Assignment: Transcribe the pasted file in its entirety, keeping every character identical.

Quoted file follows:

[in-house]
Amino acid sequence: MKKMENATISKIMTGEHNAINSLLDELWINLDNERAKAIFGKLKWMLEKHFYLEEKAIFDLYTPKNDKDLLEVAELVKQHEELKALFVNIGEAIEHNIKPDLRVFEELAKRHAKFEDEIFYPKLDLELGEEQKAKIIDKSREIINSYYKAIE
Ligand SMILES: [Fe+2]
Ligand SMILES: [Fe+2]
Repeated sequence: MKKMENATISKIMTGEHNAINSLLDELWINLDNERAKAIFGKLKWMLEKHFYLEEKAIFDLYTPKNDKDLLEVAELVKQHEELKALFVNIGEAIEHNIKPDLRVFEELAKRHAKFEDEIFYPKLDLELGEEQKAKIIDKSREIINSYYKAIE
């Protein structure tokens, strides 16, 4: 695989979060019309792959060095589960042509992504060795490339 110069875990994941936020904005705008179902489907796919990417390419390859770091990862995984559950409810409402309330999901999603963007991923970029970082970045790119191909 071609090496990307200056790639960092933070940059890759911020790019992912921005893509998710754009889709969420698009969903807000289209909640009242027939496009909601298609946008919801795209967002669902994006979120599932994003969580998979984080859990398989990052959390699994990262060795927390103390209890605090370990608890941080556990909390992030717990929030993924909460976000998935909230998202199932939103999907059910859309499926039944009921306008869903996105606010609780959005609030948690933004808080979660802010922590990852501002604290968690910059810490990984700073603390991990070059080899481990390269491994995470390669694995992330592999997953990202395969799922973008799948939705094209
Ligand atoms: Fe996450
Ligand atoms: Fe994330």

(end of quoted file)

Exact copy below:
[in-house]
Amino acid sequence: MKKMENATISKIMTGEHNAINSLLDELWINLDNERAKAIFGKLKWMLEKHFYLEEKAIFDLYTPKNDKDLLEVAELVKQHEELKALFVNIGEAIEHNIKPDLRVFEELAKRHAKFEDEIFYPKLDLELGEEQKAKIIDKSREIINSYYKAIE
Ligand SMILES: [Fe+2]
Ligand SMILES: [Fe+2]
Repeated sequence: MKKMENATISKIMTGEHNAINSLLDELWINLDNERAKAIFGKLKWMLEKHFYLEEKAIFDLYTPKNDKDLLEVAELVKQHEELKALFVNIGEAIEHNIKPDLRVFEELAKRHAKFEDEIFYPKLDLELGEEQKAKIIDKSREIINSYYKAIE
């Protein structure tokens, strides 16, 4: 695989979060019309792959060095589960042509992504060795490339 110069875990994941936020904005705008179902489907796919990417390419390859770091990862995984559950409810409402309330999901999603963007991923970029970082970045790119191909 071609090496990307200056790639960092933070940059890759911020790019992912921005893509998710754009889709969420698009969903807000289209909640009242027939496009909601298609946008919801795209967002669902994006979120599932994003969580998979984080859990398989990052959390699994990262060795927390103390209890605090370990608890941080556990909390992030717990929030993924909460976000998935909230998202199932939103999907059910859309499926039944009921306008869903996105606010609780959005609030948690933004808080979660802010922590990852501002604290968690910059810490990984700073603390991990070059080899481990390269491994995470390669694995992330592999997953990202395969799922973008799948939705094209
Ligand atoms: Fe996450
Ligand atoms: Fe994330």